Sep 23, 2023
Sep 23, 2023
by Mehru Jaffer
Lebanese theatre actor and Founder Director of Beirut's Al-Madina Theatre complex, Nidal Al-Ashqar was performing in Paris, France, when Israel launched an attack on Beirut in July last year. With the airport closed, she found herself marooned abroad.
But when Nidal was informed over the telephone that refugees fleeing from the war in southern Lebanon were homeless, she immediately opened the doors of Al-Madina to them. In that instance, Nidal wondered about the role that theatre plays in a society and came to the conclusion that it cannot be only to distract and entertain. "Theatre has a role to play in society according to the need of the hour, whether in times of war or during peace," she says.
According to Nidal, though the media is able to capture the physical destruction caused by war it cannot reflect the torment such an act causes to the soul. On her mind played images of thousands of children displaced, once again, by a war initiated by adults. "It is difficult enough for adults to dream under fire, but the impact of war on children is unimaginable," she says. So, even whilst sitting in France, all Nidal could think of were ways to use theatre, the only tool at her command, to help children preserve a bit of their already shattered innocence.
She conveyed her concerns to Muhammad Farhat, the chief technician at Al-Madina, who immediately organised a series of workshops for displaced children in a bid to train their energies into a creative process. In the weeks that preceded the ceasefire, the premises of Al-Madina Theatre became home to 209 children. Under the programme, Dreams under Fire, the children were encouraged to paint, perform theatre, make puppets, tell stories and participate in making films. Inspired by the idea, volunteers from different walks of life poured in, bringing with them care, clothing, crayon and comfort.
But this is just one of the many instances where Nidal has been a harbinger of change. Considered the leading light of cultural resistance within Lebanon as well as the Arab world, Nidal founded Al-Madina Theatre mainly to provide a space for free expression - she looks upon theatre as a platform of free speech - in an environment where censorship penetrates every aspect of civil life.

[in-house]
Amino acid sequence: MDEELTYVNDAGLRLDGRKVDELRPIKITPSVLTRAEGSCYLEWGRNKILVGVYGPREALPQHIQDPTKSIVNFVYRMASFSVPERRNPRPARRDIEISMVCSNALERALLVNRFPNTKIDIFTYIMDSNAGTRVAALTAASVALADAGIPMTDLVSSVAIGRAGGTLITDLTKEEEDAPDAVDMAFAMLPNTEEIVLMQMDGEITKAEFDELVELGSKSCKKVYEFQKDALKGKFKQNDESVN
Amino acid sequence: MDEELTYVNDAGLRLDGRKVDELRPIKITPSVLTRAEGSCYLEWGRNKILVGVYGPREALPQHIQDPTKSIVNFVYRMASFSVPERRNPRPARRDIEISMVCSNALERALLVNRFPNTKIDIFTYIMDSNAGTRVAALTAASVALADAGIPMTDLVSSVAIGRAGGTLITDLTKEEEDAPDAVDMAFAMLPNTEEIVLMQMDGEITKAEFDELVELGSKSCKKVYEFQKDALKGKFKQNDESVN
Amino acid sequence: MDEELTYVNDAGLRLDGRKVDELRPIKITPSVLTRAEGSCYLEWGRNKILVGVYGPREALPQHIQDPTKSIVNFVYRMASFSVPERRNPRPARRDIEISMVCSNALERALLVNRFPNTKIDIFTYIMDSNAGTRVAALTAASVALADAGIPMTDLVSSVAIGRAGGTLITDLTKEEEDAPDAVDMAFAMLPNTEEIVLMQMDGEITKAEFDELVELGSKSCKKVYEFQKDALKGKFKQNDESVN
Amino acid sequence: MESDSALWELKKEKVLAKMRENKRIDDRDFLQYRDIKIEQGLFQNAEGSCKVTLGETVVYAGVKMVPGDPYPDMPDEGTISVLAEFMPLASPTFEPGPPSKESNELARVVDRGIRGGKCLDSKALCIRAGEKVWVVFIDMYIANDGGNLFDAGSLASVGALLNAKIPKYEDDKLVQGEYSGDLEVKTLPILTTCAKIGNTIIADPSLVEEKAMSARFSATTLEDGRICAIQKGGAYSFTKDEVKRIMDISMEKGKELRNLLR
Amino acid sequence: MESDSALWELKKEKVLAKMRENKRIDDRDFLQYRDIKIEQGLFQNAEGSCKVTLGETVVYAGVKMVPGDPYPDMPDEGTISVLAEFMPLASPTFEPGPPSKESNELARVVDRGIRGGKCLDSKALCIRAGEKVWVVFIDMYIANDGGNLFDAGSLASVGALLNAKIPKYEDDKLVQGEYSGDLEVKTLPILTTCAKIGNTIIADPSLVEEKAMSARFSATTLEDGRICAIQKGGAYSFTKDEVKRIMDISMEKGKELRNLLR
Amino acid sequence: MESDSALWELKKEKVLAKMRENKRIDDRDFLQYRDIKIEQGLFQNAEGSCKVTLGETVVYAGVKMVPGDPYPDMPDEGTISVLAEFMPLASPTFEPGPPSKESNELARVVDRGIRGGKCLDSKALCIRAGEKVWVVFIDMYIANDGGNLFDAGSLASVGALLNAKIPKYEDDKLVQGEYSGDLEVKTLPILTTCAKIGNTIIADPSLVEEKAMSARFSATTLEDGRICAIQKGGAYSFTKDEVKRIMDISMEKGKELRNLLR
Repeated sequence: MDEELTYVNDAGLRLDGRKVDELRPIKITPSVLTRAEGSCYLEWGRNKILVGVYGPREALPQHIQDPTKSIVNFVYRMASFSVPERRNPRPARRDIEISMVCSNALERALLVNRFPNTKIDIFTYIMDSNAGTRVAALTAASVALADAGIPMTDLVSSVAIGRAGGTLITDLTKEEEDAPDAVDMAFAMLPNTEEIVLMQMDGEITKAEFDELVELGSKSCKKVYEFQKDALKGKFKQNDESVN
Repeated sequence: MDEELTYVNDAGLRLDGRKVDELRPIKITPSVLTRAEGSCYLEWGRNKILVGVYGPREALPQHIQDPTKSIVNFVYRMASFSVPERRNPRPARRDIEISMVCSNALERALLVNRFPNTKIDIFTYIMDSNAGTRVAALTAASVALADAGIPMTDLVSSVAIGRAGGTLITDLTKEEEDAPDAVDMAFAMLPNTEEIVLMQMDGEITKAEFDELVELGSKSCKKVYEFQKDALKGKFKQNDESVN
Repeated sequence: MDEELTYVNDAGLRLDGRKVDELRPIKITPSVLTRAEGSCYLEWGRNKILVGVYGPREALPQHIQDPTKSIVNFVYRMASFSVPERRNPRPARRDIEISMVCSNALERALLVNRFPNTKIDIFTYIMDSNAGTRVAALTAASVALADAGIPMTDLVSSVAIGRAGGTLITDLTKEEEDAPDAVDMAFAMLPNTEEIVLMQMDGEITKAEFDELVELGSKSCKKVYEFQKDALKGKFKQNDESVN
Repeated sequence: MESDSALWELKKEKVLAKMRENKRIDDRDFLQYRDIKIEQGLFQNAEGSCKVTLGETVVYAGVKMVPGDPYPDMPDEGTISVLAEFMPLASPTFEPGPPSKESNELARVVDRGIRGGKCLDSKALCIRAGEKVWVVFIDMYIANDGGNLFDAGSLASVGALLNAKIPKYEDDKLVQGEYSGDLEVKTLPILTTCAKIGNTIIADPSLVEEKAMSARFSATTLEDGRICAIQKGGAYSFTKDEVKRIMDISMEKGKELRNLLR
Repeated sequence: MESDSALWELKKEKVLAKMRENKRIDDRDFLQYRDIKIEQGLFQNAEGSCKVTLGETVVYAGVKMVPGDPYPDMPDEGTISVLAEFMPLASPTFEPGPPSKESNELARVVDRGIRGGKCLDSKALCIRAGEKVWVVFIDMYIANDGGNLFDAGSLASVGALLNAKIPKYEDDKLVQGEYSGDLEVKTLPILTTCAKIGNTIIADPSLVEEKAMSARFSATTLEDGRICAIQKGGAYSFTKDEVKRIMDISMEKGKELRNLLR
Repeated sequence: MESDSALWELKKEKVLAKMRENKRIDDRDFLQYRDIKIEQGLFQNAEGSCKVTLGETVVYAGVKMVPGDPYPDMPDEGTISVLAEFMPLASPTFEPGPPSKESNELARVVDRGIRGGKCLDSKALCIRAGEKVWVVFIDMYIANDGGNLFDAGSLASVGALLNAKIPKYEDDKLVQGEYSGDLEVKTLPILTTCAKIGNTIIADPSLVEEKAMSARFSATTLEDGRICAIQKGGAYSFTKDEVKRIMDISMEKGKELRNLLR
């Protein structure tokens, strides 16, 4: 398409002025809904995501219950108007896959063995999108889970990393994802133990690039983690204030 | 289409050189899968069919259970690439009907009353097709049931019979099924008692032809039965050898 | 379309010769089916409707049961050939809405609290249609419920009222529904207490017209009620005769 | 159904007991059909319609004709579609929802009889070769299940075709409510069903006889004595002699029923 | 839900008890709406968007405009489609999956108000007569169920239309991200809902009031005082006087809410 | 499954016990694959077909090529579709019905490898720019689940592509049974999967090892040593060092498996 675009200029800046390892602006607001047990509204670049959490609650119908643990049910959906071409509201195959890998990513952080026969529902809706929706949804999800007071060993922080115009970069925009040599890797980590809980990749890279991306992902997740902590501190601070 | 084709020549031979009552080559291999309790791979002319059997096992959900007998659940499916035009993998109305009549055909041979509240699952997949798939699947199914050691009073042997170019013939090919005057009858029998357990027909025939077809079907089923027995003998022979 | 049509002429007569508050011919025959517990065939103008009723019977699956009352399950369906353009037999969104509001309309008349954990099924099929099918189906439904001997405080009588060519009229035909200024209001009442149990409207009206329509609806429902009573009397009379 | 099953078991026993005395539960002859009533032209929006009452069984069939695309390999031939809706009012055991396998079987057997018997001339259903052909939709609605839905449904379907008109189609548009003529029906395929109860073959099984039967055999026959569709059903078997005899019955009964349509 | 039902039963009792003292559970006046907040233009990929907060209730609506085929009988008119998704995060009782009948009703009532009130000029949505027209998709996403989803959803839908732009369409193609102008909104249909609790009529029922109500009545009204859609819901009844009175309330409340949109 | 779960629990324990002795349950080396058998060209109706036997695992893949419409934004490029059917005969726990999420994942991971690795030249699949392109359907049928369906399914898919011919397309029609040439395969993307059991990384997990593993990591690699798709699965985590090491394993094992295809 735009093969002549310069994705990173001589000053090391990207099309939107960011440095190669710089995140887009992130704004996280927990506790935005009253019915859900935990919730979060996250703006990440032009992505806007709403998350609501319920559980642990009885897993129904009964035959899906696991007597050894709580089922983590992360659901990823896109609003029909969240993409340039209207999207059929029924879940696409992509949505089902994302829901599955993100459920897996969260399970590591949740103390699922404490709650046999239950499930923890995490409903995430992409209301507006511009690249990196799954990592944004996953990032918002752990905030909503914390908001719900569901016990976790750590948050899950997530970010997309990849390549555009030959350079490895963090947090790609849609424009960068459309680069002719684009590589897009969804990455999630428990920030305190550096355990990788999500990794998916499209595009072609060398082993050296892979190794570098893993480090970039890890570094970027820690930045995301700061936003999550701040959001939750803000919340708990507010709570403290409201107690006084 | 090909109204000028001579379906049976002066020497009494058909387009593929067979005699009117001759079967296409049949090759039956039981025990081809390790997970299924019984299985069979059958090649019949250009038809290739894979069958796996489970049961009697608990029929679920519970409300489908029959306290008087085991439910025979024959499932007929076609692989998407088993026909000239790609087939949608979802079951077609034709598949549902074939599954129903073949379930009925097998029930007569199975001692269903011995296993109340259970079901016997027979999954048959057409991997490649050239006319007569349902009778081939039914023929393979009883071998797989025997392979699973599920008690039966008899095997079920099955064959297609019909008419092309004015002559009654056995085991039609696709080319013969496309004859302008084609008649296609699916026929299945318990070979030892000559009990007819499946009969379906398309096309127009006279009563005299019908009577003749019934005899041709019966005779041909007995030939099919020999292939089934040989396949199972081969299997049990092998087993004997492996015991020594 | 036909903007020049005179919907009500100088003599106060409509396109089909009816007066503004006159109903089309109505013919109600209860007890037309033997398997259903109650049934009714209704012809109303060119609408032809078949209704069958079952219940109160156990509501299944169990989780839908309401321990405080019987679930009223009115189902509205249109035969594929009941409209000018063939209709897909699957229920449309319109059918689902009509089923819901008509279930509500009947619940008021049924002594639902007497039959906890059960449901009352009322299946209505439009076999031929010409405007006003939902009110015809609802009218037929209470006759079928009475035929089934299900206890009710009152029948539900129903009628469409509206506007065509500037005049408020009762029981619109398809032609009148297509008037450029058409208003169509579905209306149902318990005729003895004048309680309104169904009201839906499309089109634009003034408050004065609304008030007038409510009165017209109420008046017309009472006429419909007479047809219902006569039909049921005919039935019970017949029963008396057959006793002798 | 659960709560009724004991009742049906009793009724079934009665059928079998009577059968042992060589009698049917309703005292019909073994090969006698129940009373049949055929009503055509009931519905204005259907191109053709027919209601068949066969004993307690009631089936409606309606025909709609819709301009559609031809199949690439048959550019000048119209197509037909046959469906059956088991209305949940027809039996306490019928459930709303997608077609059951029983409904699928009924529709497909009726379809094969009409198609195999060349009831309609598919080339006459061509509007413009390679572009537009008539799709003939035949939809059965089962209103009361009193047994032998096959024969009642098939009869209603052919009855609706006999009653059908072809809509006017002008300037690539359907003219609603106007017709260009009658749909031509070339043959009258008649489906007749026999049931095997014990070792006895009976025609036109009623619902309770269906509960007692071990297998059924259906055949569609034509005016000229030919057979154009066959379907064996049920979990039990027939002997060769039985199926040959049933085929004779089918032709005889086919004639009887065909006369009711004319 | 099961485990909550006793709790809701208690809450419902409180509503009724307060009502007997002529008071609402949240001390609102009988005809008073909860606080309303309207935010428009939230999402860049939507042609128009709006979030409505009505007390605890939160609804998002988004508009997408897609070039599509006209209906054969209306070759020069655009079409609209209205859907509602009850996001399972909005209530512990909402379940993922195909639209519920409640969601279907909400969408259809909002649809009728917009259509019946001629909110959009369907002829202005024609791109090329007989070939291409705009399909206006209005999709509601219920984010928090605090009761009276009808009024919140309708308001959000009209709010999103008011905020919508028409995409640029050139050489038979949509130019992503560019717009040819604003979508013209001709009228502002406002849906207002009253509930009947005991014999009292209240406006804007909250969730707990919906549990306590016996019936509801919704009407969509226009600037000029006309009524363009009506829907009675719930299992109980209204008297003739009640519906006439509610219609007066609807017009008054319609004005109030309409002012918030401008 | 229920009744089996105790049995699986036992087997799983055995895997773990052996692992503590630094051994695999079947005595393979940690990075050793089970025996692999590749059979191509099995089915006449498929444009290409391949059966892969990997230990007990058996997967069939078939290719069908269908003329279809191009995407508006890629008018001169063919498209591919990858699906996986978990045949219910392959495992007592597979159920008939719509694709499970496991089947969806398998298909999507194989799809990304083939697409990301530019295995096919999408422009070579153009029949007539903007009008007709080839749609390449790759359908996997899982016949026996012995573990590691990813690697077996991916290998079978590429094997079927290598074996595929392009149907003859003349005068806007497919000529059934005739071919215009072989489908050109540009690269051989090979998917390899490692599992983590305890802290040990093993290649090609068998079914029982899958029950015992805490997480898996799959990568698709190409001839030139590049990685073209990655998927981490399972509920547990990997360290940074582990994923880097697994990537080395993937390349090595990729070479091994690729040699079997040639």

"Censorship exists around the world but it is nothing like the way it is practised in the Arab world. Civil society is constantly engaged in a dialogue with the authorities. We lie, we cheat and we use charm in an effort to not upset the sheikhs and the priests," she admits. According to her, the Arab world desperately needs to build a society that is able to contain religion to being personal relationship between an individual and his God.
A graduate of London's Royal Academy of Dramatic Arts (RADA), Nidal (often referred to as the first lady of the theatre movement in Lebanon) returned to the country in 1966 to set up The Beirut Theatre Workshop. The years that followed have been termed as the golden period of the theatre movement in the country, till the civil war of the mid-1970s destroyed it.
Nidal, whose name in Arabic means struggle, is a Maronite Christian by birth, but an Arab by choice. In Lebanon, while the Bible is holy for some, for others the Koran is sacred. But Nidal feels this is no excuse for the Lebanese to fight amongst themselves and wishes that people realise that they are all Arabs and that Lebanon is their only home. And she believes that theatre is the only medium through which she can reconstruct, repeat and reflect this reality.
Her greatest contribution has been to rid theatre in Lebanon of its elitist nature and bring it to level of the common man. In the process, she has been able to revive Arabic poetry as well.
In a way, it is only natural for Nidal to be so much in love with theatre. After all, she grew up amidst a lot of drama unfolding daily at her ancestral home in the northern province of Mount Lebanon during the days of colonialism. Her mother always welcomed politicians and freedom fighters in their home and Nidal grew up accepting all those "uncles" and "aunts".
She was happiest when they prepared to stage a festival or a ceremony at home. "Those were the occasions when communities came together. And I loved the crowds," Nidal recalls. And that's what theatre is all about - dressing up, being hospitable and being able to dialogue with groups of people about issues that matter to everyone. Now, Nidal's mission is in life is to help guide young people towards becoming active citizens so that they can build a society that can value democracy and the freedom of expression.
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